Cellular-based bonded uplink is becoming a frequent sight in sports venues. By using portable devices that bond together multiple 3G, 4G and other data connections, broadcasters can now quickly transmit live video from anywhere at lower costs than traditional uplink solutions, as well as transmit on the move or inside structures without line-of-sight or cabling restrictions. This has led to a variety of applications, such as transmitting a much greater number of live varsity games, sports news hits from the road, complete live press conferences and previously impossible live footage from inside locker rooms, golf courses, race tracks and more.
However, while allowing greater flexibility and lower costs, it is also important to understand limitations of transmitting over public cellular networks, and to use the technology in ways that produce the best results.
How it works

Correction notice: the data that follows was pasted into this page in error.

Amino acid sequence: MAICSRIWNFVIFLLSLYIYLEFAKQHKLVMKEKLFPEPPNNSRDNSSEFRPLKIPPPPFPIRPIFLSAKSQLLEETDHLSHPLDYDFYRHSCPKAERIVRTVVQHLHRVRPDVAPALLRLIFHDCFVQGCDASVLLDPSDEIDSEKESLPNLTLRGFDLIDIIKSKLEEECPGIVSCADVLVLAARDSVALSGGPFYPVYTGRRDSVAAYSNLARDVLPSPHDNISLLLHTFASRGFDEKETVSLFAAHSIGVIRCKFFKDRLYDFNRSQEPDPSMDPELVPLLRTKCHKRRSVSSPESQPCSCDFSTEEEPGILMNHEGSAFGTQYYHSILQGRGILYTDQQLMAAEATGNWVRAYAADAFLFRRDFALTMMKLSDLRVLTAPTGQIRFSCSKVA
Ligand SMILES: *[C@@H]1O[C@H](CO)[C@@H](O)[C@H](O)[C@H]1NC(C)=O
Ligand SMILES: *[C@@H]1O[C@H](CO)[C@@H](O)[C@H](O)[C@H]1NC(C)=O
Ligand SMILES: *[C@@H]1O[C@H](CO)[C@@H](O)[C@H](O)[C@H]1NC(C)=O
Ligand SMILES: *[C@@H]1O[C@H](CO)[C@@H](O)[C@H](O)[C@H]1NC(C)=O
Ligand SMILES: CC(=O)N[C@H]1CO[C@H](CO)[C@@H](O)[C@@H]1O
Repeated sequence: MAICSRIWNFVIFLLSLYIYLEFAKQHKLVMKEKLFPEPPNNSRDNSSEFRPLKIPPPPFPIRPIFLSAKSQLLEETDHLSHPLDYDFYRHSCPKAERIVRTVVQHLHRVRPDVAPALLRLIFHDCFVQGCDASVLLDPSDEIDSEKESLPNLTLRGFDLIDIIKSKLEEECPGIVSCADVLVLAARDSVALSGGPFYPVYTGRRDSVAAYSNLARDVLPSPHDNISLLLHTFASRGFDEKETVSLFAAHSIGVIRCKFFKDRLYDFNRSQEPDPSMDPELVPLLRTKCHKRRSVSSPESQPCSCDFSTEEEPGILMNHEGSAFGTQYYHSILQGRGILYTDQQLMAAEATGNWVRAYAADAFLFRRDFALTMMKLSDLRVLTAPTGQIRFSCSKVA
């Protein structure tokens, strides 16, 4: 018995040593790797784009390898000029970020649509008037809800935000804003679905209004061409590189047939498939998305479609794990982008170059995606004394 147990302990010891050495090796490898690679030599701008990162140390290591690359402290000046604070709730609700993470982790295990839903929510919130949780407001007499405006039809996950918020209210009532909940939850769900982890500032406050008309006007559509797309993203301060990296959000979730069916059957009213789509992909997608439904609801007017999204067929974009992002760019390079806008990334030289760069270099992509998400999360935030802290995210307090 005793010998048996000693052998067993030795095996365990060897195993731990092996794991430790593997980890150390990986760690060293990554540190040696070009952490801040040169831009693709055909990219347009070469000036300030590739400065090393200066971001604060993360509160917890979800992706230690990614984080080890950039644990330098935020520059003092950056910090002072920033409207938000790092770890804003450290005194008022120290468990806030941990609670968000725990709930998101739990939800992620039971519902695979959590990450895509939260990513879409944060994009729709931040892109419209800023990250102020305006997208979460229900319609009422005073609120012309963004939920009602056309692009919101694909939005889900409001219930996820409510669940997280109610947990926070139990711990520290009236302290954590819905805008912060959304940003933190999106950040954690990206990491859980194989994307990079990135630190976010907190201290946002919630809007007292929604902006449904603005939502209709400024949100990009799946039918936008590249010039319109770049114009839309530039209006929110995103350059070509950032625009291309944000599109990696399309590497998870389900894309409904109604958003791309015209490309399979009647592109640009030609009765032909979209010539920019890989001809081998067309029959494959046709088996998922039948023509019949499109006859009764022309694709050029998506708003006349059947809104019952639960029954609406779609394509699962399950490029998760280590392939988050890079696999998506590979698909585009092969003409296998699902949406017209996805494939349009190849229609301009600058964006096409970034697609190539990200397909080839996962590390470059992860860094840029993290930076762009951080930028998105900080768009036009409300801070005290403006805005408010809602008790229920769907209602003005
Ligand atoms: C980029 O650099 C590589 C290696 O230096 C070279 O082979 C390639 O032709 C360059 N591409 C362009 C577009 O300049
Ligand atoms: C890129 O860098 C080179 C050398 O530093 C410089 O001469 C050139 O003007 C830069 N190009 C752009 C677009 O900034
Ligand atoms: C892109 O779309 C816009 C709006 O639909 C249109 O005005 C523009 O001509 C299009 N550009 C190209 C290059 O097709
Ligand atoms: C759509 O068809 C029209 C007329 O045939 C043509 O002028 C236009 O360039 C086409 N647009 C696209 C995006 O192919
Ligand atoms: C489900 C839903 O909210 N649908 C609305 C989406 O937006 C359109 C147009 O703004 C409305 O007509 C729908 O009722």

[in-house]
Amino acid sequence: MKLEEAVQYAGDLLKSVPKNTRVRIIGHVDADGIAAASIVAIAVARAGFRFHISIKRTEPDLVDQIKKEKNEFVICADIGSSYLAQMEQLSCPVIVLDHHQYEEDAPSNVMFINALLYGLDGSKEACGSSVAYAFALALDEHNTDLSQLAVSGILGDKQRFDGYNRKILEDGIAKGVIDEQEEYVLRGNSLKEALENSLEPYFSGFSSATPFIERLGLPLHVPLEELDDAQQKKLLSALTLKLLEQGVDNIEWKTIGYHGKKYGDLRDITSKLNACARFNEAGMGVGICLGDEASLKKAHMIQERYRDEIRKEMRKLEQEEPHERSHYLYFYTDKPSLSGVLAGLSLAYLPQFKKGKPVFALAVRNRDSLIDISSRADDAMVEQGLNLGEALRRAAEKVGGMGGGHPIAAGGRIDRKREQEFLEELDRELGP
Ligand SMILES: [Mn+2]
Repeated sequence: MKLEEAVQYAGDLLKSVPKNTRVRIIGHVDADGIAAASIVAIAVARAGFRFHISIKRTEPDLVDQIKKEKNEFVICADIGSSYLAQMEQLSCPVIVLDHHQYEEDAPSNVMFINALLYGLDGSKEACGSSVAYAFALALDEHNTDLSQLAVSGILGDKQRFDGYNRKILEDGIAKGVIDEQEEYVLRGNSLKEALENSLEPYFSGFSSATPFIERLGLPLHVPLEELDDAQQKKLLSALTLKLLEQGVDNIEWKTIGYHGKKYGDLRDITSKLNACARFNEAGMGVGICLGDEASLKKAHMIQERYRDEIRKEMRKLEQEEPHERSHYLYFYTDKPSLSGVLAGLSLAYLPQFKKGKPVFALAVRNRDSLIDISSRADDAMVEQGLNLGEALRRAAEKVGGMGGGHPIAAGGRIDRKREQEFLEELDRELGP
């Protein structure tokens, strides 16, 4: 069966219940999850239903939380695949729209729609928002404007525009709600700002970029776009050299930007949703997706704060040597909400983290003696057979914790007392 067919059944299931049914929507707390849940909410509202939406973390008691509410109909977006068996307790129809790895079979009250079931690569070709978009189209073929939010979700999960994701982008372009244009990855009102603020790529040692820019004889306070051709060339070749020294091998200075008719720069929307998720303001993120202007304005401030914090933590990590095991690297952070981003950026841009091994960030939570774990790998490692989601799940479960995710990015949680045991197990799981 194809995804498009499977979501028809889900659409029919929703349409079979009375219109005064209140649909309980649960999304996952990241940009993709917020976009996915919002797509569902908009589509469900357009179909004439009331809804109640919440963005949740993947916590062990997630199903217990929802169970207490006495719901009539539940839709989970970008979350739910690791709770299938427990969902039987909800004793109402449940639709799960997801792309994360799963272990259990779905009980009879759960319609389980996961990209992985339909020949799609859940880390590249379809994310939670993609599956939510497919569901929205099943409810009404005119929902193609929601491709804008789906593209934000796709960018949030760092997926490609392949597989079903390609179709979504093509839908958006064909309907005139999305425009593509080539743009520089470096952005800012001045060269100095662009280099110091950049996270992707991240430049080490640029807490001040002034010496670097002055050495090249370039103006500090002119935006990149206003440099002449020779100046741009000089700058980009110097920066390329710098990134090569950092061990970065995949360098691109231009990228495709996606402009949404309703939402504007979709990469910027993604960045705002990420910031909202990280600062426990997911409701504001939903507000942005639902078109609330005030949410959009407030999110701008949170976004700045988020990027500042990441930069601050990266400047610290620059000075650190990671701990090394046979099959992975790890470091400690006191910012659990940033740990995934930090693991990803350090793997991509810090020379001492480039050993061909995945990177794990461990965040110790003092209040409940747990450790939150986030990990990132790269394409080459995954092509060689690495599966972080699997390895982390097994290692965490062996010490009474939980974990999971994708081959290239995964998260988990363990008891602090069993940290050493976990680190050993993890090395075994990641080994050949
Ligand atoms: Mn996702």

Bonded cellular video technology is an aggregation technique designed to group several physical links into one logical link. This provides fault-tolerance and high-speed links between the aggregation device and its paired bonding server.
The technology enables the use of several links (from two to 32) and combines them to create increased bandwidth and the data/video trunk. Should links fail, the bonding technology automatically redistributes traffic across remaining links. Automatic redistribution is done in typically less than 100ms, so no outage is noticed. In practice, a number of separate cellular or other data connections — which, individually, may not be very robust — are combined into a bigger pipe. This pipe can transmit despite any temporary individual lost connections to the cell tower or lost packets on the way to the server, for example. Data connections can include 3G and 4G modems across most major U.S. cellular carriers, as well as Wi-Fi, WiMAX, Ethernet and even portable satellite links.
The bonding device encodes video coming from a camera or a field switcher, dices it into multiple data packets and transmits each group of packets through a different modem or carrier. Information travels through cellular towers and the public Internet, and arrives in a receiver that recombines data into raw video again and then outputs it to a studio switcher (for on-air) or transcodes and sends it to a content delivery network (for online).